The people who are leaving will want and deserve to be treated with respect, dignity, and care. You may not be able to guarantee their job, but you can certainly guarantee respect, dignity and care.

This is a good time to reread your company values with fresh eyes and commit to living those values through this particular time.

The people staying will want to know how those leaving were treated. They’ll ask them, and they’ll ask you. You want to be able to say:

  1. We  provided the most generous severance and benefits we could afford. Here is what we provided.
  2. We are doing all we can to help people find jobs, including [providing lists of similar companies hiring, paying for resume review assistance, etc.]

Those staying will also want to know how and why the decision was made. The more transparent you can be here about the company’s financial position (the good and the bad) and the process that leadership (or the board, etc.) went through to make the decision the better. People will understand why you couldn’t include everyone in the decision, but they’ll want to know that you were rigorous and thoughtful in the process. And they’ll want to know who was involved in the decision.

You may as well tell them all this stuff; they’re going to guess and find out anyway.

Transparency and honesty are your guardrails here. If you haven’t traditionally shared financials and other data with your team, this may be a good time to start.

Supporting those departing

Have a strong plan for people leaving. When they get the news that they no longer have a job, they are going to be in shock. Their prefrontal cortex, the part of their brain that takes in and processes complex information and that is able to problem solve thoughtfully, is going to be offline. Prepare accordingly.

Outline what assistance you are able to provide. Make sure you have board-level buy-in for whatever benefits or financial assistance you are planning to give.

Things to consider:

  1. How much severance are you going to provide? Is everyone getting the same? If not, what will decide who gets how much?
  2. How long will people receive benefits? For most plans, benefits will continue automatically through the end of the current month. Then COBRA is usually an (expensive) option for the employee. Have these details fully pulled together.
  3. In many states, you must pay all owed payroll to the departing employee on their last day of employment. Have a plan for this. Paper checks or direct deposits queued up.
  4. Will you provide resume assistance? Job placement assistance? Introductions to or lists of other companies?
  5. How will you support departed employees (if at all) post departure?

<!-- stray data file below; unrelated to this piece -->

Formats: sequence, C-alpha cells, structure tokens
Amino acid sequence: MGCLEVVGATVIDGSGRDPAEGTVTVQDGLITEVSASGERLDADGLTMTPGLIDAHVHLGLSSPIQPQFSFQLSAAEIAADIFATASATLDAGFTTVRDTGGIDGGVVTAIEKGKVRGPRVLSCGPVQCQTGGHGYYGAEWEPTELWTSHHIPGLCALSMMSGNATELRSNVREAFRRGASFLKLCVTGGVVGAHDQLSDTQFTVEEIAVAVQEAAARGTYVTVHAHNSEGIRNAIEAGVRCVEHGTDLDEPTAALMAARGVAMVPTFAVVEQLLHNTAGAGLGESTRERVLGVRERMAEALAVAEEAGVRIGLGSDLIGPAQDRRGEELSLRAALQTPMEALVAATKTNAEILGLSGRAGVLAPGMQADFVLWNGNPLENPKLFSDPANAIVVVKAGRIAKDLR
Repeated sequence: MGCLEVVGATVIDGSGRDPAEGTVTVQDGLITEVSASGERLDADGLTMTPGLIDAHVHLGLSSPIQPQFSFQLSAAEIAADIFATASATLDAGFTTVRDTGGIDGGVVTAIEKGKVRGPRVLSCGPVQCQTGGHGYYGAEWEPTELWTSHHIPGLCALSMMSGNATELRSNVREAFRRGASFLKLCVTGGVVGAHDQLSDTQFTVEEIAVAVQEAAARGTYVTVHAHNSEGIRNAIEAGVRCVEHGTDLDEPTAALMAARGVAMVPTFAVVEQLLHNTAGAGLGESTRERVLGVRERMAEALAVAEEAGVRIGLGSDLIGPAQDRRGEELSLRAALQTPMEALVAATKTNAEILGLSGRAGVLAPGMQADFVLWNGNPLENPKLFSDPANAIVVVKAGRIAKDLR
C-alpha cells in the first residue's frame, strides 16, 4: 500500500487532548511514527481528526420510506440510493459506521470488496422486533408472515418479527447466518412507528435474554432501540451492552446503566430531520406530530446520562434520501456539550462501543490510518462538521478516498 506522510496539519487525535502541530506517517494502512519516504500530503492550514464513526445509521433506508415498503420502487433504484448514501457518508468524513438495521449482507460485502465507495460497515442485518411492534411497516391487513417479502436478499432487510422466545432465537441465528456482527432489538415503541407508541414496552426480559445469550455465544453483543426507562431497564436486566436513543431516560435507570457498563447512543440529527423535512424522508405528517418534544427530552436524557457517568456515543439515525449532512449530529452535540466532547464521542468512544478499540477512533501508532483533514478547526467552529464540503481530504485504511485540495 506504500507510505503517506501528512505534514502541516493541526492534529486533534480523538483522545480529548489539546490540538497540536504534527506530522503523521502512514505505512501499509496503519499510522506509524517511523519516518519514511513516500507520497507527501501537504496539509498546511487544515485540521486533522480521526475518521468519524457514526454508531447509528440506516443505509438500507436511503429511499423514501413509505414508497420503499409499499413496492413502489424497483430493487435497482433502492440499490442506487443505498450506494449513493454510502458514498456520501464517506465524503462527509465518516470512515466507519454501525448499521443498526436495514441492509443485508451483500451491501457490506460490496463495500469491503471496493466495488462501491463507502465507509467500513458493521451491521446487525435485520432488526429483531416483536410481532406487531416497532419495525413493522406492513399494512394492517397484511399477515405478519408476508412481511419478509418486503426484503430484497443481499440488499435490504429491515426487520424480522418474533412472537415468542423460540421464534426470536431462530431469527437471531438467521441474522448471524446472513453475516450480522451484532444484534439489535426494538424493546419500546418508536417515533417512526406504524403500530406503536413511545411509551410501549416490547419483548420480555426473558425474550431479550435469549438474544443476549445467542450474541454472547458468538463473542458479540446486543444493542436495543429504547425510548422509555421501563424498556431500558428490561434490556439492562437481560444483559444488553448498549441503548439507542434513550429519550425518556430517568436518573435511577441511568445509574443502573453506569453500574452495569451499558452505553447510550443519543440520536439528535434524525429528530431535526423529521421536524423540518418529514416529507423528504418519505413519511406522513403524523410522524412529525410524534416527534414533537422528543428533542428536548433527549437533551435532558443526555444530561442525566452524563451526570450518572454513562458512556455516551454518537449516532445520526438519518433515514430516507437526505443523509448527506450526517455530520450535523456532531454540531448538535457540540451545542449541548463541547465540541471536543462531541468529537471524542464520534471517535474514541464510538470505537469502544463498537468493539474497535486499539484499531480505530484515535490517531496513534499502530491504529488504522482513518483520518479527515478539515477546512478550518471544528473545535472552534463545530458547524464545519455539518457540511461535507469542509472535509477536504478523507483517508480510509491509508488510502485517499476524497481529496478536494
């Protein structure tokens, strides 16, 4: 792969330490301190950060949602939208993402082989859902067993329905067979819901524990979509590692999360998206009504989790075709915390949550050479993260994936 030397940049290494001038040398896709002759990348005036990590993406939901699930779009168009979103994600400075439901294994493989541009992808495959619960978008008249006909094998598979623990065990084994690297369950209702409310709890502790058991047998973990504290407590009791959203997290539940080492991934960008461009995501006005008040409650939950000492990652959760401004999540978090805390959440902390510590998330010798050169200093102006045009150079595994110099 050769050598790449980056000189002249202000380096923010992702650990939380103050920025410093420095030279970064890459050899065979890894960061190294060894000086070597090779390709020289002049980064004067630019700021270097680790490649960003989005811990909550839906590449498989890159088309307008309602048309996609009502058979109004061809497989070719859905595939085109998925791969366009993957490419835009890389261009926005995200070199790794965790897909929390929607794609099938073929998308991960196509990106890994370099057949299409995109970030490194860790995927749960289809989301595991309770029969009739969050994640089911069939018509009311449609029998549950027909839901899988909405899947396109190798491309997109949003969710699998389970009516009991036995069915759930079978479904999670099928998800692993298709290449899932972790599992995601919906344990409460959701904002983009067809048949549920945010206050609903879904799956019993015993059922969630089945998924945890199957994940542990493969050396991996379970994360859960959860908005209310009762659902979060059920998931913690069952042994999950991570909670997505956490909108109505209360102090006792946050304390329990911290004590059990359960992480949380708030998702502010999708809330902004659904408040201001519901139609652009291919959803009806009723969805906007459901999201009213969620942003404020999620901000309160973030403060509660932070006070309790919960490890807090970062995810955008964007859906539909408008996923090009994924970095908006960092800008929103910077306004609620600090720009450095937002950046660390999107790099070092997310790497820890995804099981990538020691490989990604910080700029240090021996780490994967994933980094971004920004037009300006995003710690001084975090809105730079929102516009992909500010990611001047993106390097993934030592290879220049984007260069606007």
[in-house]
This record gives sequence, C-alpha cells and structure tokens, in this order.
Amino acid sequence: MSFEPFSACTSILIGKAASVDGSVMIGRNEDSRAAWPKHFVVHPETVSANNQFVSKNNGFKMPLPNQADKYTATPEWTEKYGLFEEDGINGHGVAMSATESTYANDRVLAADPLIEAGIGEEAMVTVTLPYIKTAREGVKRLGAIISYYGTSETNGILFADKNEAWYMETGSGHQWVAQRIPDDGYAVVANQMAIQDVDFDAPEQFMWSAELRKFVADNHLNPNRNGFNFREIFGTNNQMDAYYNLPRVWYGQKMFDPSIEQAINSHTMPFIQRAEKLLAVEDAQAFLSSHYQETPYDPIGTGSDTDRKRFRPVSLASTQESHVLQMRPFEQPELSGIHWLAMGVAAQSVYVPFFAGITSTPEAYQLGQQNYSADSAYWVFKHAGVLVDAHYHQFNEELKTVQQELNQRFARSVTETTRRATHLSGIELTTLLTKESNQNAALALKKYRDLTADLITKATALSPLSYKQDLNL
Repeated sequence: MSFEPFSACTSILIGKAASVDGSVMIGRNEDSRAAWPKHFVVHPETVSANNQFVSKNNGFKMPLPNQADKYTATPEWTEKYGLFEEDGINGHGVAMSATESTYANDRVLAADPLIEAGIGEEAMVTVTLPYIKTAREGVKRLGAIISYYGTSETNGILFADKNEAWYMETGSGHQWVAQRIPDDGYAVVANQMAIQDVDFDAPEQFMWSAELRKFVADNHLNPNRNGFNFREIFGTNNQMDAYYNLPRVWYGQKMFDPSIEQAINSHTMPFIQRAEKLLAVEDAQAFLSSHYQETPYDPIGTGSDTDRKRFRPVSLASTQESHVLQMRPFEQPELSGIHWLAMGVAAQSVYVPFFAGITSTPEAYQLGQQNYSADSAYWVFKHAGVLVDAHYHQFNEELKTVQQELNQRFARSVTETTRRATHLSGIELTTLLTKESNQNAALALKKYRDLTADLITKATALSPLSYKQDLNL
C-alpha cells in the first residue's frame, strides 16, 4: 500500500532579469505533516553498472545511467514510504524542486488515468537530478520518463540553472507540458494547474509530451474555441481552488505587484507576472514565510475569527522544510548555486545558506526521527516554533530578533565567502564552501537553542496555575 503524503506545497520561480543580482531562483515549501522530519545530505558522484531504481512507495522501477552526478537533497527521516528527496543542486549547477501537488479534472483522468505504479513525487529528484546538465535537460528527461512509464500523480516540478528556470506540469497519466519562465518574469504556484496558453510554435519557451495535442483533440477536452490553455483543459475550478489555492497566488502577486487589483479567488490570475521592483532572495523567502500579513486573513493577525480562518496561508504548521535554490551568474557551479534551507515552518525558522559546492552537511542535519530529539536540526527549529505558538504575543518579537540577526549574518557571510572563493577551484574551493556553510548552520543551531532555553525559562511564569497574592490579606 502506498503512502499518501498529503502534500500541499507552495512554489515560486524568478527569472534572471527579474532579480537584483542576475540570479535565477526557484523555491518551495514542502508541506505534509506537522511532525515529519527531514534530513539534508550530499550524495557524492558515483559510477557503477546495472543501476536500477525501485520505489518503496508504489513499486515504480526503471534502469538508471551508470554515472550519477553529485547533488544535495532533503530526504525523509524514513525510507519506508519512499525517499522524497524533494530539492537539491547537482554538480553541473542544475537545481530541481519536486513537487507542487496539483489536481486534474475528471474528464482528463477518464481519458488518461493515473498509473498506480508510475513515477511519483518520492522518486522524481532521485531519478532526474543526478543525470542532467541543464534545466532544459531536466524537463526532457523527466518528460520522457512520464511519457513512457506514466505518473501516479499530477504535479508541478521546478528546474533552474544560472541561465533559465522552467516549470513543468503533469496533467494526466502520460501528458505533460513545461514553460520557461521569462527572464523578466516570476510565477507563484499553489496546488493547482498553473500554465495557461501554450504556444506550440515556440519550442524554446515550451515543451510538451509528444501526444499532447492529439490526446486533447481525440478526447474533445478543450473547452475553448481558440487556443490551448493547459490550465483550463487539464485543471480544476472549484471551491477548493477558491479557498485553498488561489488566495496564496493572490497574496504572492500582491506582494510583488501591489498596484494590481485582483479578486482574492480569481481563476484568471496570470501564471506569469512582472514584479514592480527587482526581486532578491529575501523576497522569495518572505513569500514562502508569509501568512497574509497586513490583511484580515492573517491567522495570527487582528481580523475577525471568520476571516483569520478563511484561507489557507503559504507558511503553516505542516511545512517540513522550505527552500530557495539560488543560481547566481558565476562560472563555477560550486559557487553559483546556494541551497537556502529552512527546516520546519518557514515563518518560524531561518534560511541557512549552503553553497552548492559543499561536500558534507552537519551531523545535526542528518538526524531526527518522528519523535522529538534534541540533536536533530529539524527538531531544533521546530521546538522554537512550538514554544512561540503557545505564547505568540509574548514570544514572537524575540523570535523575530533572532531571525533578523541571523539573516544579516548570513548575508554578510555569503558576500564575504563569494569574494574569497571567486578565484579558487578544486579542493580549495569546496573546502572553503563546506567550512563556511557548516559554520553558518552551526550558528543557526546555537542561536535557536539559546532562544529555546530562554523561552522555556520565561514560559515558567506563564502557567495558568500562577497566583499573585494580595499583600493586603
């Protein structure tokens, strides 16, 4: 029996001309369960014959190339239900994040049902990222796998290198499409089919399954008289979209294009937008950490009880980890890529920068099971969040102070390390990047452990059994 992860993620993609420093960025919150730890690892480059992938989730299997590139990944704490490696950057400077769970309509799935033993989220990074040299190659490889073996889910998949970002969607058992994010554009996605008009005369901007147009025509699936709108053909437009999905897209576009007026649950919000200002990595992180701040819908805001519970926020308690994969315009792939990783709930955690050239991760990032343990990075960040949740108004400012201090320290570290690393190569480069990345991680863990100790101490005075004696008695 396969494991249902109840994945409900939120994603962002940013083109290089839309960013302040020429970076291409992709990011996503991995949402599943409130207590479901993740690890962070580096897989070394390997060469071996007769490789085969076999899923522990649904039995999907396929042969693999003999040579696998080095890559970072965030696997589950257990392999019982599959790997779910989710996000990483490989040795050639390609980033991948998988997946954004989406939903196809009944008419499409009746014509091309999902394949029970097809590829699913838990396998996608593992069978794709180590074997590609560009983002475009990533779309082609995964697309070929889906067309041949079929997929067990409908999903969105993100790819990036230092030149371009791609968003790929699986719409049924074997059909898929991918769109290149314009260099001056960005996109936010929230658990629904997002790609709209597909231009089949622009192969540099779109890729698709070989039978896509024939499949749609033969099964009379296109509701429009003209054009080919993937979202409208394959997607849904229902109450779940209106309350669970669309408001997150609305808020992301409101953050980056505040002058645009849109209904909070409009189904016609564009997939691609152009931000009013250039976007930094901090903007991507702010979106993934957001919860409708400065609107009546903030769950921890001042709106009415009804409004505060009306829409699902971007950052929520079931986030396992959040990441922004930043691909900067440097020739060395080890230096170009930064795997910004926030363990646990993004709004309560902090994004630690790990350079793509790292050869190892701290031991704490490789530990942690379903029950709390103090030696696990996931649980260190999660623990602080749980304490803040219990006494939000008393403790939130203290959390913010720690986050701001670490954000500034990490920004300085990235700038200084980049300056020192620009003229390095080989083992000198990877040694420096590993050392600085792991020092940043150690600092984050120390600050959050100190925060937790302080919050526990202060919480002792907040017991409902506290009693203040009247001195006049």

6. Are you willing to provide letters of recommendation?

You’ll want to pull all this information together and create a packet for each departing employee. Include a letter outlining that they were laid off and why.  Because they were in shock when you talked them through the items above, they’ll want something to read and reflect on later as well as something to share with  partners or families.

Supporting those remaining

If you want your company to rally and survive, this is where you must really get to work.

You need the people who are staying to actually stay. And you probably need them to take on more work with greater focus just at a time they are going to be experiencing grief over the loss of their friends/coworkers.

It’s common for people staying to feel varying degrees of ‘survivor guilt.’ They might feel anger toward themselves or anxiety/depression over being the one who still has a job.

They will certainly want to know what the company is doing to take care of the departed employees. They will want to know if they can trust you to take good care of them if their turn ever comes to be let go.

Knowing the company stood by its values in the way the RIF was handled, knowing that people received fair severance, were treated with respect, and that much is being done to help those people bridge to their next job and also find that job will help the retained team members assuage their guilt and concerns.

Choreographing the day-of

As you approach the day of the layoff, you will want to carefully plan every element of the day with your leadership team.  Leave nothing to chance.

The things you will want to be certain to get right:

  1. Controlling who finds out when. You don’t want people finding out via a stray tweet or text. You want to control the care and details with which the message is delivered. For that reason, you need to think carefully about how, when and where each person will find out. This goes for people leaving and people staying. You don’t want people staying (outside key leaders) to have to carry the burden of knowing their friend is losing her job before that friend knows. As much as possible, you want everyone to find out at the same moment. (See below for /special considerations during COVID-19/ as some things are trickier in a remote setup).
  2. Controlling access to the building, company property, company data, and company communication channels (internal and external). In our RIF we made the mistake of leaving some people’s email access on. While most people were pros, one salesperson decided to send an all-company email that was less elegant. You’ll want to avoid this scenario.